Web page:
[Bloat] Fwd: New Version Notification for draft-cpaasch-ippm-responsiveness-00.txt

Christoph Paasch cpaasch at apple.com
Thu Aug 19 11:48:52 EDT 2021

Hello Erik,

On 08/19/21 - 09:17, Erik Auerswald wrote:
> Hello Christoph,
> On Wed, Aug 18, 2021 at 03:01:42PM -0700, Christoph Paasch wrote:
> > On 08/15/21 - 15:39, Erik Auerswald wrote:
> > > [...]
> > > I do not think RPM can replace all other metrics.  This is, in a way,
> > > mentioned in the introduction, where it is suggested to add RPM to
> > > existing measurement platforms.  As such I just want to point this out
> > > more explicitely, but do not intend to diminish the RPM idea by this.
> > > In short, I'd say it's complicated.
> > 
> > Yes, I fully agree that RPM is not the only metric. It is one among
> > many.  If there is a sentiment in our document that sounds like "RPM
> > is the only that matters", please let me know where so we can reword
> > the text.
> Regarding just this, in section 3 (Goals), item 3 (User-friendliness),
> the I-D states that '[u]sers commonly look for a single "score" of their
> performance.'  This can lead to the impression that RPM is intended to
> provide this single score.

yes we can rephrase this: https://github.com/network-quality/draft-cpaasch-ippm-responsiveness/issues/11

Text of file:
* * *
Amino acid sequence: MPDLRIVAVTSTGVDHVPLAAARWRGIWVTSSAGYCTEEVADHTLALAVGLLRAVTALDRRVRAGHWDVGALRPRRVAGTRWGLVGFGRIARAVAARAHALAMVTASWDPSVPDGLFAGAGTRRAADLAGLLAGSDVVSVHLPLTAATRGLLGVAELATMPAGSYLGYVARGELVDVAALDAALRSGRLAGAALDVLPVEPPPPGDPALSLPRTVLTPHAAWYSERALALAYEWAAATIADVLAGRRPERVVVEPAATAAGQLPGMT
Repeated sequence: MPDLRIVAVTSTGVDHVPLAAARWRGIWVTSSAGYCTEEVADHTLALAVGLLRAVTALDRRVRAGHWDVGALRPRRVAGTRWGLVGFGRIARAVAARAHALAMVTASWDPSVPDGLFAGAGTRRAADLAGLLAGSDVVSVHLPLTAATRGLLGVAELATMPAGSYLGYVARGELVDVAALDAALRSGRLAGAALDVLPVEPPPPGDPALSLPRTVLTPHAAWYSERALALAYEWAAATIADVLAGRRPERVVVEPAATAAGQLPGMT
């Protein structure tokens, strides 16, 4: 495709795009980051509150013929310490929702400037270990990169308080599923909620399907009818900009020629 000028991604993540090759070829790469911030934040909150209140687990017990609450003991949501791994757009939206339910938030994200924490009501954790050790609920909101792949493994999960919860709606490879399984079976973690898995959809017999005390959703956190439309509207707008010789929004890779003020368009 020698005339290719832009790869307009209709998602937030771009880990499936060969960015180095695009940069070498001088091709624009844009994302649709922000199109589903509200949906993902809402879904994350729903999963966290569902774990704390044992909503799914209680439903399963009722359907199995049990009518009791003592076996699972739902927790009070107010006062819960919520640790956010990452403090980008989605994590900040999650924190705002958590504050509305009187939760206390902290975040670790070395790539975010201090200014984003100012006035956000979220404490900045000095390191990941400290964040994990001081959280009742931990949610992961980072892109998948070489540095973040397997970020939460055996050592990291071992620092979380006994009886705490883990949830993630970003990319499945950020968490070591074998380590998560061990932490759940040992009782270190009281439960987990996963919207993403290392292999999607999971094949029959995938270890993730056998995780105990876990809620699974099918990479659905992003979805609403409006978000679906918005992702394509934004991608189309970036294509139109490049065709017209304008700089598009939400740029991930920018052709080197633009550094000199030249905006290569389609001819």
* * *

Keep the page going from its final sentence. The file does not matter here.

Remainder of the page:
> I do think that RPM seems more generally useful than either idle latency
> or maximum bandwidth, but for a more technically minded audience, all
> three provide useful information to get an impression of the usefulness
> of a network for different applications.

I agree. Just measuring RPM is not useful. As one can have excellent RPM but
still have an Internet connection that is barely usable.

However, I still believe that a single score for the user would be great
(that score would not be RPM though). This score should group together a
large list of network-properties (RPM, goodput, idle latency, protocol
conformance,...) and express a value of utility to the user that express how
its user-experience is affected. It would make it much easier for non-technical
users to compare the quality of their Internet without just focusing on a
single throughput-metric.

But that is a different topic than RPM ;-)


> Thanks,
> Erik
> -- 
> Thinking doesn't guarantee that we won't make mistakes. But not thinking
> guarantees that we will.
>                         -- Leslie Lamport

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